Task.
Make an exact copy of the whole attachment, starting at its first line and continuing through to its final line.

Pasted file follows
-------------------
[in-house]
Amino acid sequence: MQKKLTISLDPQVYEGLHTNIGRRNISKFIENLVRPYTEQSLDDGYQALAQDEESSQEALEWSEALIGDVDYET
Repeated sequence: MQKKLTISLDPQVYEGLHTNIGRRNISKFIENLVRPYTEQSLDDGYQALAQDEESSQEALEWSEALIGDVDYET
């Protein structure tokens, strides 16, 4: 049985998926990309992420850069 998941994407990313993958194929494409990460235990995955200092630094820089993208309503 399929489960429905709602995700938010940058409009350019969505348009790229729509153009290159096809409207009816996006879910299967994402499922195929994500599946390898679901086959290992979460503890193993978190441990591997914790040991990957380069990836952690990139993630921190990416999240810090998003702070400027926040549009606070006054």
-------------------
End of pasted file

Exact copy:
[in-house]
Amino acid sequence: MQKKLTISLDPQVYEGLHTNIGRRNISKFIENLVRPYTEQSLDDGYQALAQDEESSQEALEWSEALIGDVDYET
Repeated sequence: MQKKLTISLDPQVYEGLHTNIGRRNISKFIENLVRPYTEQSLDDGYQALAQDEESSQEALEWSEALIGDVDYET
């Protein structure tokens, strides 16, 4: 049985998926990309992420850069 998941994407990313993958194929494409990460235990995955200092630094820089993208309503 399929489960429905709602995700938010940058409009350019969505348009790229729509153009290159096809409207009816996006879910299967994402499922195929994500599946390898679901086959290992979460503890193993978190441990591997914790040991990957380069990836952690990139993630921190990416999240810090998003702070400027926040549009606070006054």